The Sack Race was a favourite event during lower primary school sports days.

The year spent in Primary 2 was also memorable for the introduction it provided me to sports. Our Physical Education (P.E.) lessons had, in Primary 1, been something less than enjoyable. In Primary 2,  Mr. George Kheng our P.E. teacher, a keen football fan, organised the four houses into teams named after popular English clubs. There was Everton, Tottenham Hotspurs, another team which I can’t quite remember (could have been Coventry City) and Liverpool (Thomas or Blue house which I belonged to). I suppose that this contributed greatly to me supporting Liverpool Football Club. P. E. lessons besides becoming a lot more football centered, also became a lot more fun.

Relay race with a ball.

Primary 2 was a year for which Sports Day was something to look forward to. Where in Primary 1, I was caught up in the awe and excitement of the occasion, I was probably able to take it all in a little better in Primary 2. We had all kinds of events that allowed mass participation, such as the sack race and another which had us balancing an egg on a teaspoon as we raced across the field. Sports day was for many of us, best remembered for the MILO van, which seemed to be a feature of every sports day then. Somehow, sports days just wouldn’t be sports days without it being around. I can’t quite remember if it actually a van or a small truck which was opened up at the sides, but what was certain was that it always meant the little green paper cups of chilled chocolate flavoured fluid that we would gratefully quench our thirsty throats with. It certainly felt marvellous what MILO could do for us!

Ice Cold Milo served in little green paper cups was a great thirst quencher during our school sports days.





1974, a year of football madness

12 02 2010

1974 was a year which I remember most for the feast of football that it provided. That was of course the year in which the World Cup was to be staged. That year it was to be hosted by West Germany, the half of western leaning half of a Germany split by the Cold War into East and West. The World Cup was something that I had looked forward to in anticipation being a little too young to appreciate the spectacle that the World Cup had provided four years earlier in Mexico City. It was also the year in which football fever reached a fever pitch in Singapore riding on the good run of the Singapore team in the Malaysia Cup competition, and with the year closing with the visit to Singapore of the world’s greatest footballer: Edson Arantes Do Nascimento, known to us all as Pelé.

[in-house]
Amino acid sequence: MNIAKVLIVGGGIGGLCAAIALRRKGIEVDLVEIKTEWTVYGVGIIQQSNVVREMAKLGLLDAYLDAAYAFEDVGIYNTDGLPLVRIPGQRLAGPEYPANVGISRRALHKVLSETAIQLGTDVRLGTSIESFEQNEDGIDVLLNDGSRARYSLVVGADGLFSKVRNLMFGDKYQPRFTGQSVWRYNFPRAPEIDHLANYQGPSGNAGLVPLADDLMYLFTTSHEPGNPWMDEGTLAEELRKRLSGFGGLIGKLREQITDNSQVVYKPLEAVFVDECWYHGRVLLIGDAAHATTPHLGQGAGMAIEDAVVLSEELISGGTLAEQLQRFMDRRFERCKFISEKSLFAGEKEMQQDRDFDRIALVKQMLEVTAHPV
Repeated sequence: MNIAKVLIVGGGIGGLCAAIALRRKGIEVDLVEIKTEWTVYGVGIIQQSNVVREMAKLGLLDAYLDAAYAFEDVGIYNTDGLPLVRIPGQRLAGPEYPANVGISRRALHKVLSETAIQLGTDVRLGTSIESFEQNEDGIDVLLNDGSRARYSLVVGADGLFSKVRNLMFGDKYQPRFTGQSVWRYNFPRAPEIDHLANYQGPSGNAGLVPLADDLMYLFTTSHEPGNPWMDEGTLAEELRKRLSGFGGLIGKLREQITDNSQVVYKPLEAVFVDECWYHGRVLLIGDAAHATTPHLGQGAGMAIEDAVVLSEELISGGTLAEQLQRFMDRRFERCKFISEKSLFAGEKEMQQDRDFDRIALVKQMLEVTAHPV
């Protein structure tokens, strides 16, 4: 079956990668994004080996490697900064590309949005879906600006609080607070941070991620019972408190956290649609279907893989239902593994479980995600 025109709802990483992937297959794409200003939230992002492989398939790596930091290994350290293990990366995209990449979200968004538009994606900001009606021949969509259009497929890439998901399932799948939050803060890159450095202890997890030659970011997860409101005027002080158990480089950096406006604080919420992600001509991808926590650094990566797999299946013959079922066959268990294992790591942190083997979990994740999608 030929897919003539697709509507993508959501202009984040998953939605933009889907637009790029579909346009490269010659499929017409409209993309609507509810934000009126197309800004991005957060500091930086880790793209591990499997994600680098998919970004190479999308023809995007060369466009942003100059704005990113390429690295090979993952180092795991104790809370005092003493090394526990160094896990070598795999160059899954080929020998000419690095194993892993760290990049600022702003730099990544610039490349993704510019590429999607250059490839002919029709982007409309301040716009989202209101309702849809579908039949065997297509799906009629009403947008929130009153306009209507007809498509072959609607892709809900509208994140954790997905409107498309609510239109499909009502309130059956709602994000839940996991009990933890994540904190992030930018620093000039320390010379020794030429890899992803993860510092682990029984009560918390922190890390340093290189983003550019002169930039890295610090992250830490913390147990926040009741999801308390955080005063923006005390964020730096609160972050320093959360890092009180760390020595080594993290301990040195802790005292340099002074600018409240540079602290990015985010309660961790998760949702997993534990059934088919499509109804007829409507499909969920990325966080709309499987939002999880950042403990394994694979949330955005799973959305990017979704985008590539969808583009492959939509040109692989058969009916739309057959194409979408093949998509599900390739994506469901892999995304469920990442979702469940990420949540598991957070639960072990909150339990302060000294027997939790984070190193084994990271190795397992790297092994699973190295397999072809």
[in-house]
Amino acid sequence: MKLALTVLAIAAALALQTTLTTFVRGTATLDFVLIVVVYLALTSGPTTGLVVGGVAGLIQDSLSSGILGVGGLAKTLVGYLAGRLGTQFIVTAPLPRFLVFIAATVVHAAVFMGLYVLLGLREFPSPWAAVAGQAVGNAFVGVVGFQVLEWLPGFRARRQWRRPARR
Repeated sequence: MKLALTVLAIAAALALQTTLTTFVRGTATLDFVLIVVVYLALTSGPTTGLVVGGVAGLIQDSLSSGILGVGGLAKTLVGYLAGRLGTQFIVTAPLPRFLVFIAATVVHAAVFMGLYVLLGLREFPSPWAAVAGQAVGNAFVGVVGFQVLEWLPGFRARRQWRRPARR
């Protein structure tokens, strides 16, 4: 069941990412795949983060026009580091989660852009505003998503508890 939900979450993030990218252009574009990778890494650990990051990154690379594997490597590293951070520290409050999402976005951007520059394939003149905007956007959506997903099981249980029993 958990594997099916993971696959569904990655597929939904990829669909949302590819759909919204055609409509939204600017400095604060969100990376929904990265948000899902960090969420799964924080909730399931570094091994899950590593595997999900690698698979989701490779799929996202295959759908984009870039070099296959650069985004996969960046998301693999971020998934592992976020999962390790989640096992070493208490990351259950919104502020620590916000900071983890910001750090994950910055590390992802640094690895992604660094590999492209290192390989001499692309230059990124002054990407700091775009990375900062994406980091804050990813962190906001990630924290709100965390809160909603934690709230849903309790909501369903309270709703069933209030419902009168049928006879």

Pelé in action: Pelé was considered by many to be the greatest footballer of all time. He held a coaching session at the humble Toa Payoh Stadium in December 1974 (Photo source: BBC).

For me, what started with kicking a ball around the wide corridor that was the circular lift landing of the block of flats I lived in with a few neighbours (and having to scramble down 19 floors every time the ball flew over the parapet), developed into a passion for the game by the time 1974 had arrived. The neighbourhood boys had formed a team in which I somehow ended up playing as a goalkeeper for. In school, my classmates and I were kicking a ball every little scrap of time we found: before school, during recess and during P.E. lessons. I had also become an avid follower of the English game – of which we would get a glimpse of through highlights shown every Sunday of the previous weekend’s action. I became a big fan of the mopped haired Kevin Keegan and the team he played for, Liverpool, and remember 1974 well for their triumph in the F.A. Cup – beating Newcastle United 3-0 in the finals in May of that year. Unfortunately, the team didn’t win the Division 1 championship that year, losing out to Leeds United.

My football mad classmates and me in the Class football team.

The visit of Pelé would perhaps have been the highlight of the year of football to many Singaporeans. For my friends and me, the football crazed schoolboys that we were, the opportunity to see the world’s greatest player up close on the pitch of the Toa Payoh Stadium on 2 December of that year was certainly one not to be missed, even if that meant watching him demonstrating his sublime skills from a distance. He had been scheduled to conduct a coaching clinic for a select few, and my older neighbours had got wind of it and brought me along as a most willing accomplice.